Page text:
OAP Deputy Director contributes to effort to identify research need to understand impacts and explore adaptation in Arctic

April 28th, 2018

OAR OAP Deputy Director participated in the AMAP/EU-PolarNet Stakeholder Workshop on Research Needs on Climate-Related Effects on the Arctic Cryosphere and Adaptation Options. Participants discussed research issues in relation to both the need for further scientific understanding of the impacts of the rapidly changing climate on the Arctic cryosphere and the need for investigation of options for adaptation to these changes by Arctic communities and residents.
Monday, April 30, 2018
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OAP Serves on Panel to Strengthen Collaborative Ocean Acidification Research in the Arctic

August 29th, 2017

Max Kaplan, a Knauss Fellow with the OAP,  will be serving on a panel at the Arctic Science Networking Workshop hosted by the Arctic Council to be held in Helsinki, Finland. He will be speaking to opportunities to strengthen international collaborations in ocean acidification monitoring in the Arctic, a region that is particularly vulnerable to changes in ocean chemistry
Sunday, August 27, 2017
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Research shows ocean acidification is spreading rapidly in the Arctic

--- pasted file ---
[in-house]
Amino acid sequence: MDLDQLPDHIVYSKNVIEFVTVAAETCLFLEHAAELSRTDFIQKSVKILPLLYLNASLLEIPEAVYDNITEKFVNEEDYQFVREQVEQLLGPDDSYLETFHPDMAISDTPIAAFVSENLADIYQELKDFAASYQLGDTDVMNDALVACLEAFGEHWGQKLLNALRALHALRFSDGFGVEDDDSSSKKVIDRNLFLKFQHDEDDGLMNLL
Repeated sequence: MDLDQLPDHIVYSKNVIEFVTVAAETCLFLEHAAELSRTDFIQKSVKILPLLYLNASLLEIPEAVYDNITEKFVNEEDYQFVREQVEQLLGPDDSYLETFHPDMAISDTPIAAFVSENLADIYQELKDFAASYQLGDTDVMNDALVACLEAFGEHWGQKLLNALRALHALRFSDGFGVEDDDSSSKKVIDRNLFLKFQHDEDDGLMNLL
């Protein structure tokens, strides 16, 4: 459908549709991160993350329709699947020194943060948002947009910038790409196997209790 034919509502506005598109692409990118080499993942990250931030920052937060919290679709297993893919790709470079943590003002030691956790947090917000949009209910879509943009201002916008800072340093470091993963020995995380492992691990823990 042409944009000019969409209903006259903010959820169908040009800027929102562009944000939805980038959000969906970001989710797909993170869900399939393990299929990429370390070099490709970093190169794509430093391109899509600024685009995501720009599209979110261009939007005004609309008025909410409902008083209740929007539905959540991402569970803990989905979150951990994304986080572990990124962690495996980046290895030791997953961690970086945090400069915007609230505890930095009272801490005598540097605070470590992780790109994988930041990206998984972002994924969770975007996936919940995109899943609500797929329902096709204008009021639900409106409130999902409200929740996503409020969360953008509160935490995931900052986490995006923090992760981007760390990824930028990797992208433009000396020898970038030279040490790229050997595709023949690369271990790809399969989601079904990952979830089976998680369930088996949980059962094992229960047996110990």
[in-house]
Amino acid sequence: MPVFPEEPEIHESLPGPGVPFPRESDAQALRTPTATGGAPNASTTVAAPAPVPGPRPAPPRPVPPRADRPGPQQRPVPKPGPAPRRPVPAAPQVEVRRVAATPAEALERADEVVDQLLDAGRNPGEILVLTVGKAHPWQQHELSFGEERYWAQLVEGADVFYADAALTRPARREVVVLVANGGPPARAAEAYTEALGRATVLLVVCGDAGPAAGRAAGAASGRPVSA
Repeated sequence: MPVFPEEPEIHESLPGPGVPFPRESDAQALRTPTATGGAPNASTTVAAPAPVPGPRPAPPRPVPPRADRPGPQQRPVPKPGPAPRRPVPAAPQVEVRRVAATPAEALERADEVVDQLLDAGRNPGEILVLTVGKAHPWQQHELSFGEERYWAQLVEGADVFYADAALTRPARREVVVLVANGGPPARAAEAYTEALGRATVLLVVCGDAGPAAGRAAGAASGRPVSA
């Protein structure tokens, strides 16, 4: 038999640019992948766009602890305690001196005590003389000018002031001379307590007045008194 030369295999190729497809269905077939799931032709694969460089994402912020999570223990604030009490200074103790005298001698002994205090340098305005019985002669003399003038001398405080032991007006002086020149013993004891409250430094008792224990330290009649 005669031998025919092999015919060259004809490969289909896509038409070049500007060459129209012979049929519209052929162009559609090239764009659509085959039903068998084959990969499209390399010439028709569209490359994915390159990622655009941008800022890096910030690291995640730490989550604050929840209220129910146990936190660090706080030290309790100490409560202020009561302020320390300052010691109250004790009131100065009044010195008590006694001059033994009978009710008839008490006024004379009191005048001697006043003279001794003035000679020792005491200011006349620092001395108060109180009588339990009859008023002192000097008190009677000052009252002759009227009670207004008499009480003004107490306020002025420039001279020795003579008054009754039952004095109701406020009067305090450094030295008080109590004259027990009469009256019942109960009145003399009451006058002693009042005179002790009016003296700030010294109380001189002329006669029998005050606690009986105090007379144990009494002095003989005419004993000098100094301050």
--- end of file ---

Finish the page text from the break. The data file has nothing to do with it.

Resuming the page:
Research shows ocean acidification is spreading rapidly in the Arctic

NOAA Oceanic and Atmospheric Research

Ocean acidification is spreading rapidly in the western Arctic Ocean in both area and depth, potentially affecting shellfish, other marine species in the food web, and communities that depend on these resources, according to new research published in Nature Climate Change by NOAA, Chinese marine scientists and other partners.

Tuesday, March 14, 2017
Ocean Acidification: Building a Path Toward Adaptation in the Arctic

Ocean Acidification: Building a Path Toward Adaptation in the Arctic

NOAA Ocean Acidification Program

Scientists, economists, and stakeholders from all eight Arctic countries forge a path forward in adapting to ocean acidification in the Arctic

Arctic waters are rapidly changing. In the coming decades, these high-latitude waters will undergo significant shifts that could affect fish, shellfish, marine mammals, along with the livelihoods and well-being of communities dependent on these resources.

Wednesday, February 8, 2017
The Point of No Return: Climate Change Nightmares Are Already Here

The Point of No Return: Climate Change Nightmares Are Already Here

Rolling Stone

The impacts of ocean acidification on marine species may be occurring earlier than expected. Scientists from the NOAA Northwest Fisheries Science Center (NWFSC), Bill Peterson​, and NOAA Pacific Marine Environmental Laboratory (PMEL), Dr. Simone Alin and Dr. Nina Bednarsek,​ are featured in an article by The Rolling Stone discussing the imminent threat of ocean acidification on marine species in the most vulnerable regions around the globe, such as the Pacific Northwest.

Wednesday, August 5, 2015
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